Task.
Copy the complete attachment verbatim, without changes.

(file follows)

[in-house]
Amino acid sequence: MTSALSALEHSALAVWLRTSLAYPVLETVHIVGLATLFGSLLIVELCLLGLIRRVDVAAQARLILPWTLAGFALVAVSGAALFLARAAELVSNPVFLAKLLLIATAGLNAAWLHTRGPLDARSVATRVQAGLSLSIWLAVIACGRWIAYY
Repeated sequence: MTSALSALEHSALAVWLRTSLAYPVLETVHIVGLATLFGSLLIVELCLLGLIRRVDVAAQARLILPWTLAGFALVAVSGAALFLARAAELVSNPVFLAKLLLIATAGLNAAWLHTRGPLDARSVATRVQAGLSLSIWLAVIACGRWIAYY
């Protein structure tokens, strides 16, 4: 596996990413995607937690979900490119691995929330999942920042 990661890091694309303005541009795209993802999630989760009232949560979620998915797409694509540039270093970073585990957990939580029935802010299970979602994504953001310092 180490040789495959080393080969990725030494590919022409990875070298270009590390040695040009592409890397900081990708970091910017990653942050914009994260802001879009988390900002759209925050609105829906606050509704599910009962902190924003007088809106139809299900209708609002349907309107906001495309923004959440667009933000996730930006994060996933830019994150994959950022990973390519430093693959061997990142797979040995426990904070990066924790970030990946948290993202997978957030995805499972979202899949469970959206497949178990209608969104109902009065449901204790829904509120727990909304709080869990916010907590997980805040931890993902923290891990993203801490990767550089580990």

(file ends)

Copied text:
[in-house]
Amino acid sequence: MTSALSALEHSALAVWLRTSLAYPVLETVHIVGLATLFGSLLIVELCLLGLIRRVDVAAQARLILPWTLAGFALVAVSGAALFLARAAELVSNPVFLAKLLLIATAGLNAAWLHTRGPLDARSVATRVQAGLSLSIWLAVIACGRWIAYY
Repeated sequence: MTSALSALEHSALAVWLRTSLAYPVLETVHIVGLATLFGSLLIVELCLLGLIRRVDVAAQARLILPWTLAGFALVAVSGAALFLARAAELVSNPVFLAKLLLIATAGLNAAWLHTRGPLDARSVATRVQAGLSLSIWLAVIACGRWIAYY
């Protein structure tokens, strides 16, 4: 596996990413995607937690979900490119691995929330999942920042 990661890091694309303005541009795209993802999630989760009232949560979620998915797409694509540039270093970073585990957990939580029935802010299970979602994504953001310092 180490040789495959080393080969990725030494590919022409990875070298270009590390040695040009592409890397900081990708970091910017990653942050914009994260802001879009988390900002759209925050609105829906606050509704599910009962902190924003007088809106139809299900209708609002349907309107906001495309923004959440667009933000996730930006994060996933830019994150994959950022990973390519430093693959061997990142797979040995426990904070990066924790970030990946948290993202997978957030995805499972979202899949469970959206497949178990209608969104109902009065449901204790829904509120727990909304709080869990916010907590997980805040931890993902923290891990993203801490990767550089580990």